Struggling Small Theaters Cry Foul Over Disney Throwing Classics In Movie ‘Vault’
Topline: As the movie theater business struggles to stay relevant in an age of cheap streaming services, Walt Disney’s purchase of 21st Century Fox earlier this year has brought about a worrying new trend for smaller theaters, who are finding it increasingly difficult to gain access to and screen classic Fox movies.
- Since Walt Disney’s acquisition of 21st Century Fox, an increasing number of film programmers and theater managers have found it difficult to show screenings of Fox’s back catalogue of older movies, Vulture first reported.
- Disney has quietly been placing classic 20th Century Fox movies—everything from The Sound of Music and Fight Club to Die Hard and Home Alone—into its “Vault,” making them mostly unavailable to for-profit theaters.
- The long-standing “Disney Vault” strategy has kept older Disney movies out of theaters for years or decades in a bid to artificially generate excitement for repertory screenings—but now that’s happening to classic 20th Century Fox movies, too.
- It’s hard to tell exactly what Disney’s policy is on classic Fox movies, according to Vulture’s investigation, but smaller theaters across North America—and even some bigger chains like Cineplex–have been abruptly losing access to these movies.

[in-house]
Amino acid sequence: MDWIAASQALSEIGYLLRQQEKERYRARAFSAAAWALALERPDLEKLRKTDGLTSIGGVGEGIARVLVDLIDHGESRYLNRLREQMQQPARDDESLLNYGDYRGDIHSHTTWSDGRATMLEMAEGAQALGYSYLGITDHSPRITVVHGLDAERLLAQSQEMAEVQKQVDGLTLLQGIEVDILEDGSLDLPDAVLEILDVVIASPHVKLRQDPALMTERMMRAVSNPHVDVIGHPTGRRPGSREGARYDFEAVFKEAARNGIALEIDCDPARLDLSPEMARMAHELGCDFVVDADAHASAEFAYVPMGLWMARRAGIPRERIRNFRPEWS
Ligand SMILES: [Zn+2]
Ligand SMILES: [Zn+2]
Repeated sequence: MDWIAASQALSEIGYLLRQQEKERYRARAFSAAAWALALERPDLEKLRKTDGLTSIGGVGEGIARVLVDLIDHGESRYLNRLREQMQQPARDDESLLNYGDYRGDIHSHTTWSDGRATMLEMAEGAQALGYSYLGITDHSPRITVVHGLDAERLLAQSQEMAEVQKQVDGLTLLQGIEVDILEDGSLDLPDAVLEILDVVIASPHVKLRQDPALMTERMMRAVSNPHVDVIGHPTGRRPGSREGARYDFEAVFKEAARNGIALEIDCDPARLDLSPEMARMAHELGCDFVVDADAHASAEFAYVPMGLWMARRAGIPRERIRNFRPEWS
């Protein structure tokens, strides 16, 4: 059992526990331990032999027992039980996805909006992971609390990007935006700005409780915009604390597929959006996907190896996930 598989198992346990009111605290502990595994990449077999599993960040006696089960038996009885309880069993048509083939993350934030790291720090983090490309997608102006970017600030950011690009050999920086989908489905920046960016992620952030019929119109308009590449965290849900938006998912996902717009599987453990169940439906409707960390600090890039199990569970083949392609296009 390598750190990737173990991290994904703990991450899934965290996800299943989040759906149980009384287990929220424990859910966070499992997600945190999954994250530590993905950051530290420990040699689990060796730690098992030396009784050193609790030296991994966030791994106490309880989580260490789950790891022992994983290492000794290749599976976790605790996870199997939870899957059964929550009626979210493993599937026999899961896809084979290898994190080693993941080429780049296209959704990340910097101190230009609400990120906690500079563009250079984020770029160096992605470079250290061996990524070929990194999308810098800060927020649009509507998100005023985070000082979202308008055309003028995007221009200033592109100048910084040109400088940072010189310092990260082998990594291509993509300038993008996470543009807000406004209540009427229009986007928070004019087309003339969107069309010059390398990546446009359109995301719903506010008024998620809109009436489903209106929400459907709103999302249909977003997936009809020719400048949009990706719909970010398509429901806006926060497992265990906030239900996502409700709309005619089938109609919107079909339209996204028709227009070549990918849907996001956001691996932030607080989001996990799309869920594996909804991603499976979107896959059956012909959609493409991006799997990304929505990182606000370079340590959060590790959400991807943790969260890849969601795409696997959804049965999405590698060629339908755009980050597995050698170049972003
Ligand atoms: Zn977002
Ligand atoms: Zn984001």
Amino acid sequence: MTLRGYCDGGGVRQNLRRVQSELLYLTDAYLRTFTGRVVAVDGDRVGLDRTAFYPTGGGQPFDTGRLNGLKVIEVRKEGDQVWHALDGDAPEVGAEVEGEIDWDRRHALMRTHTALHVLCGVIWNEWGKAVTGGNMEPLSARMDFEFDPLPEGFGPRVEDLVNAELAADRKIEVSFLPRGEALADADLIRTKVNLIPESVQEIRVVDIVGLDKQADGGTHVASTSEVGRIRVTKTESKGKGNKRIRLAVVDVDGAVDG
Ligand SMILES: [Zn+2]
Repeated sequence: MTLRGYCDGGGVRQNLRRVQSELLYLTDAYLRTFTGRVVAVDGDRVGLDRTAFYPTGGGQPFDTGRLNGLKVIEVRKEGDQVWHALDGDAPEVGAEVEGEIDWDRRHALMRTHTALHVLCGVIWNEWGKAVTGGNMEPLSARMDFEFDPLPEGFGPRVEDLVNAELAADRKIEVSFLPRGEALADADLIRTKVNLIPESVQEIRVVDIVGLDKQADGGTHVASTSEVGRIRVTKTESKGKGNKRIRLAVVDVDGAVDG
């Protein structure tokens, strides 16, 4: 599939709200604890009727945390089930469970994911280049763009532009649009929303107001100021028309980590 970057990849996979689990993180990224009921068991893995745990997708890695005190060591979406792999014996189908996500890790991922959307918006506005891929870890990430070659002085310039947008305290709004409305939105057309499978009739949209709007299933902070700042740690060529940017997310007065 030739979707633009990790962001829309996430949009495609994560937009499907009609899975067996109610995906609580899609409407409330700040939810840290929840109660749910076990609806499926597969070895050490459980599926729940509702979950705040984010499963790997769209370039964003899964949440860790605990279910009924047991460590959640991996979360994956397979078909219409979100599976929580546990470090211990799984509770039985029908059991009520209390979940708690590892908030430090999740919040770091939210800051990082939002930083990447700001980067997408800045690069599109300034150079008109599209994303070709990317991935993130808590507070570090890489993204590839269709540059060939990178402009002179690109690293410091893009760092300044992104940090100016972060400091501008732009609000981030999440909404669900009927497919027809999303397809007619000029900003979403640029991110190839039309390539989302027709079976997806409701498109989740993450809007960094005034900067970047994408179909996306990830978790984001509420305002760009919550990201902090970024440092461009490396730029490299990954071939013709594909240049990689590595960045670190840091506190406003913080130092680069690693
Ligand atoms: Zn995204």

- For smaller theaters especially, who rely on that collection of older works for repertory screenings to drive an already struggling business, that could be a death knell that makes survival much harder, several sources told Vulture.
Key background: When Walt Disney bought 21st Century Fox for $7.3 billion this past spring, that included the rights to hundreds of older 20th Century Fox movies. One theory about classic Fox movies going into the Vault is that the company wants consumers to subscribe to its new streaming service, Disney+, while another theory is that Disney simply wants the maximum number of eyeballs on its big franchises, like the Marvel movies or Star Wars.
Crucial quote: “Over the course of a year, it all adds up. A lot of these movies are what you’d call ‘steady earners’ for theaters. You show them, and people turn up,” a film programmer told Vulture.
Surprising fact: Disney’s expansion over the last 11 years has been forging ahead: Last year, the company claimed 40% of all North American ticket sales—and that’s expected to rise to 50% once results from the Fox merger start to kick in.